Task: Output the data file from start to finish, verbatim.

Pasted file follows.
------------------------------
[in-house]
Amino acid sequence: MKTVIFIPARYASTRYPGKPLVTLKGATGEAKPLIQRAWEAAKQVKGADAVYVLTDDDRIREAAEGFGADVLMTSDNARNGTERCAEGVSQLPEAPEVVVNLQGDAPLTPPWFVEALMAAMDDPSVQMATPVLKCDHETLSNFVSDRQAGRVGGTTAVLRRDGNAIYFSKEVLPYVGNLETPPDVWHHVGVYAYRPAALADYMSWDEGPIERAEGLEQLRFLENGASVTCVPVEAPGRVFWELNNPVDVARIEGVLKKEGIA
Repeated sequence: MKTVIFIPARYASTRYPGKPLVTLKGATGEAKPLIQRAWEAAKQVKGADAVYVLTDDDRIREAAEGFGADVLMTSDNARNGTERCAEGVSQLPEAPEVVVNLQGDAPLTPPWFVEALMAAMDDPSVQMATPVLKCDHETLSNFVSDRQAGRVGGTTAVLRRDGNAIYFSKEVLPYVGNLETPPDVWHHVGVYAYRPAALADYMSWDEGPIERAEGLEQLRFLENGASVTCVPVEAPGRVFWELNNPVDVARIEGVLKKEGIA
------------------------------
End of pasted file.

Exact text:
[in-house]
Amino acid sequence: MKTVIFIPARYASTRYPGKPLVTLKGATGEAKPLIQRAWEAAKQVKGADAVYVLTDDDRIREAAEGFGADVLMTSDNARNGTERCAEGVSQLPEAPEVVVNLQGDAPLTPPWFVEALMAAMDDPSVQMATPVLKCDHETLSNFVSDRQAGRVGGTTAVLRRDGNAIYFSKEVLPYVGNLETPPDVWHHVGVYAYRPAALADYMSWDEGPIERAEGLEQLRFLENGASVTCVPVEAPGRVFWELNNPVDVARIEGVLKKEGIA
Repeated sequence: MKTVIFIPARYASTRYPGKPLVTLKGATGEAKPLIQRAWEAAKQVKGADAVYVLTDDDRIREAAEGFGADVLMTSDNARNGTERCAEGVSQLPEAPEVVVNLQGDAPLTPPWFVEALMAAMDDPSVQMATPVLKCDHETLSNFVSDRQAGRVGGTTAVLRRDGNAIYFSKEVLPYVGNLETPPDVWHHVGVYAYRPAALADYMSWDEGPIERAEGLEQLRFLENGASVTCVPVEAPGRVFWELNNPVDVARIEGVLKKEGIA